Middle school test successes buoy morale Defying expectations, Harper's Choice leads county in exam round

'Just hard work'

Intense approach gets credit, but some fear scores may be fluke

February 11, 1996|By Howard Libit | Howard Libit,SUN STAFF

By conventional wisdom, Harper's Choice Middle School should be one of Howard County's lower-performing schools.

It's the county middle school with the highest percentage of students with limited English skills, the second-highest percentage of special education pupils and the third-highest percentage of students eligible for free lunches.

So why was Harper's Choice the only middle school in Howard to meet five of the six standards on the most recent round of the Maryland School Performance Assessment Program (MSPAP) tests?

Harper's Choice Principal James Evans attributes a large part of achievement to the emphasis he and teachers placed on the tests at the school last spring.

The school's PTA notified eighth-graders' parents about the importance of the tests and offered incentives for pupils to be at school during the exams -- eliminating many of the "zero" scores assigned to pupils who are absent for any of the five testing days. The PTA also provided pastries and juice in the mornings before each exam.

But that isn't the whole story.

After all, the school did nearly as well on other tests last spring -- the nationally normed Comprehensive Tests of Basic Skills (CTBS) -- with its pupils scoring substantially higher than what was anticipated based upon the school system's measures of their cognitive skills.

Instead, two days of sitting in Harper's Choice classrooms yields some more fundamental explanations for the school's relative academic success: efficient use of school time, a strong classroom emphasis on the "critical thinking" skills on which the MSPAP tests focus, and freedom for teachers to employ a variety of instructional approaches geared to pupils' varying learning styles.

Harper's Choice teachers also say that the school's involvement in a county trial program known as MASSI (Motivation, Assessment, Support, Structure and Instruction) has helped many students. The program -- initially aimed at low-achieving black students -- gives teachers the flexibility to adapt standard lessons to pupils' needs, the school's teachers say.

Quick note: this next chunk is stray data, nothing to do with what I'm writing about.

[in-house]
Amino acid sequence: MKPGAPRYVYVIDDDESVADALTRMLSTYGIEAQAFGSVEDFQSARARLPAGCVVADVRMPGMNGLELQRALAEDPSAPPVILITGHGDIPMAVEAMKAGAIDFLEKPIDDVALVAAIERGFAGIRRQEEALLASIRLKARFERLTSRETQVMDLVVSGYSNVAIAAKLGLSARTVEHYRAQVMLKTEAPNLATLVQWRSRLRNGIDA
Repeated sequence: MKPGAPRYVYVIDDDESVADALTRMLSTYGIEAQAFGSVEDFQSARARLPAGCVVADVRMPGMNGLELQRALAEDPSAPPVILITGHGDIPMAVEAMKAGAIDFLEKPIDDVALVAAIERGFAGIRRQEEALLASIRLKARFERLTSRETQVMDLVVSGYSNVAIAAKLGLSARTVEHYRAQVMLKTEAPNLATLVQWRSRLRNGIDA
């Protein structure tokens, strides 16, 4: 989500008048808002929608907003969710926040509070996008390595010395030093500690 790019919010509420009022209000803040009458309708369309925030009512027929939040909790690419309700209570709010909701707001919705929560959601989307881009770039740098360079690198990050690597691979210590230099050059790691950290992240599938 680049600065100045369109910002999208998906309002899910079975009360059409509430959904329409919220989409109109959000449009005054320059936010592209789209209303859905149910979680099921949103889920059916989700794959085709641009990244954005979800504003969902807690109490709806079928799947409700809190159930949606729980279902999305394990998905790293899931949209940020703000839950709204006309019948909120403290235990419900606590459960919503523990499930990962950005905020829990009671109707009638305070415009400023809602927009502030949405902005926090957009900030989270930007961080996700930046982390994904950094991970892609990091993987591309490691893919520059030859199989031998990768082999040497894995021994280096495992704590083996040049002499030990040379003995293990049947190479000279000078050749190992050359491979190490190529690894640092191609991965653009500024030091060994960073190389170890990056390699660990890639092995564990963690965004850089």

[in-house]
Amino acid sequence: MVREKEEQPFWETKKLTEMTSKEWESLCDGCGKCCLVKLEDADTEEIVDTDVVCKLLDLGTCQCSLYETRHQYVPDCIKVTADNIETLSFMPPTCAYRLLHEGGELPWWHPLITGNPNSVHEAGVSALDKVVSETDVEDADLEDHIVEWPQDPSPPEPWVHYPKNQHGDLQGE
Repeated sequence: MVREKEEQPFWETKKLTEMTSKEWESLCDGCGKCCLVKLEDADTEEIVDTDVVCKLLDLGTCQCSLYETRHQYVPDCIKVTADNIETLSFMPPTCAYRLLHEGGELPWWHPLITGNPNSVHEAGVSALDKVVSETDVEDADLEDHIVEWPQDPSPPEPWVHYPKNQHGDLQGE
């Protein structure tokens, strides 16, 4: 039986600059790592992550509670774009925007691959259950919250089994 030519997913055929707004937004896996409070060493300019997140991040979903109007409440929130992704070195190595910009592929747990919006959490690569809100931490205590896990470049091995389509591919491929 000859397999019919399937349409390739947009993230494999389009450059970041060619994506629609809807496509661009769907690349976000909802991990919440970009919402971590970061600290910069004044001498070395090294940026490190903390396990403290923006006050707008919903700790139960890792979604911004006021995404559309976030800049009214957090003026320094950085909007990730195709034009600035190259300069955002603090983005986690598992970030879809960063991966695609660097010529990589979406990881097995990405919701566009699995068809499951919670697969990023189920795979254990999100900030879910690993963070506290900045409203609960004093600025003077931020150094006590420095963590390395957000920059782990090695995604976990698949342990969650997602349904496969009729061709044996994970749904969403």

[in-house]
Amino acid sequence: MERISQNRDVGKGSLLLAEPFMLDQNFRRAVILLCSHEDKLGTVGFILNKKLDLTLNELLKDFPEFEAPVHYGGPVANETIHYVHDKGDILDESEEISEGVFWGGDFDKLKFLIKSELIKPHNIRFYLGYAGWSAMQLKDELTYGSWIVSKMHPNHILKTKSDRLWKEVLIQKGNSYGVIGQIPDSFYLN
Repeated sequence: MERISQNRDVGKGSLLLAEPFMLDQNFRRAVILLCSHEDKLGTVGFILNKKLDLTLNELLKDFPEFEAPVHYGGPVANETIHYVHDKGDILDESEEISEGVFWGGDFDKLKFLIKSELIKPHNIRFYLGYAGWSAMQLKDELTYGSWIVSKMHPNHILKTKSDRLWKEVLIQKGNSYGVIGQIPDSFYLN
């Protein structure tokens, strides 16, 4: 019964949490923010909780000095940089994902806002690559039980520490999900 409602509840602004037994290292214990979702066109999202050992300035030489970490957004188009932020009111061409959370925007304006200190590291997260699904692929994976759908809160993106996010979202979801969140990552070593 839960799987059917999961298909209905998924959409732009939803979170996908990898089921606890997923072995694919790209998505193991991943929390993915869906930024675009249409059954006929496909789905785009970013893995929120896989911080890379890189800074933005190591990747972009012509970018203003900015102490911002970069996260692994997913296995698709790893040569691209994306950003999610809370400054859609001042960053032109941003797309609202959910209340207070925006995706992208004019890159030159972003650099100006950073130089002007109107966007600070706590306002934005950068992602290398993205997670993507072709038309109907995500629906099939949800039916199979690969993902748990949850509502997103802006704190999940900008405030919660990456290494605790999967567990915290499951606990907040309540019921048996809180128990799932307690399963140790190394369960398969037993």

"They've had the freedom to do what they believe is best for their students," said Dr. Jacqueline F. Brown, the school system's human relations coordinator who has worked closely with Harper's Choice on MASSI.

To be sure, Harper's Choice isn't a perfect school.

There are plenty of times when students can be found doodling in the back of the classroom rather than paying attention. Like almost every school in Howard, its classes are larger than teachers would prefer. The school, built in 1973 according to an open-space design, also struggles with many of the noise disturbances associated with this now out-of-fashion concept.

Nor is what's happening at Harper's Choice exclusive to the Columbia middle school. Many other Howard schools offer strong instructional programs; some boast higher scores on the CTBS exams.

But scenes from two recent days spent in Harper's Choice's classrooms and hallways offer a glimpse into what's working at a school considered by many to be an unlikely candidate for such academic success:

* Teachers tend to waste little, if any, time during the day. Instruction begins as soon as students enter the classroom. Activities during the 41-minute periods blend seamlessly into each other. Students aren't permitted to start packing up their books for the next period until the class is over.

"It's nothing magic, just hard work for the entire period," said sixth-grade math teacher Janet Cooper. "My sixth-graders know the routine: They go to the warm-up box for the drills and go back to their desks to do them. Every moment in class is so important, you don't want to waste any of it."

Students begin thinking about the MSPAP tests from the first day they walk into Harper's Choice as sixth-graders. "We hear about it all time," said eighth-grader Amanda Levin, 13. "The teachers give us exercises for it and we practice pretty often."

On the principal's schedule for quarterly activities, every page includes a section on MSPAP exercises -- also known as MSPAP "prompts" -- to be completed during those eight quarters.

"Every quarter there's another prompt for the kids, from the sixth grade on," Mr. Evans said. "Getting familiar with the test is so important to doing well. No matter how skilled the students are, they need to know how to answer the questions, too."

* When eighth-graders take the MSPAP tests each spring, portions of the tests require them to work together in groups to solve problems. As a result, Harper's Choice teachers are putting more and more group activities into their lesson plans.

Three or four pupils work together on sets of math questions or small groups haggle over life in America under the Articles of Confederation. "If you make sure the kids can work together now and are comfortable doing that, it will mean Harper's a lot at MSPAP time," said seventh-grade math teacher Roberta Girardi.

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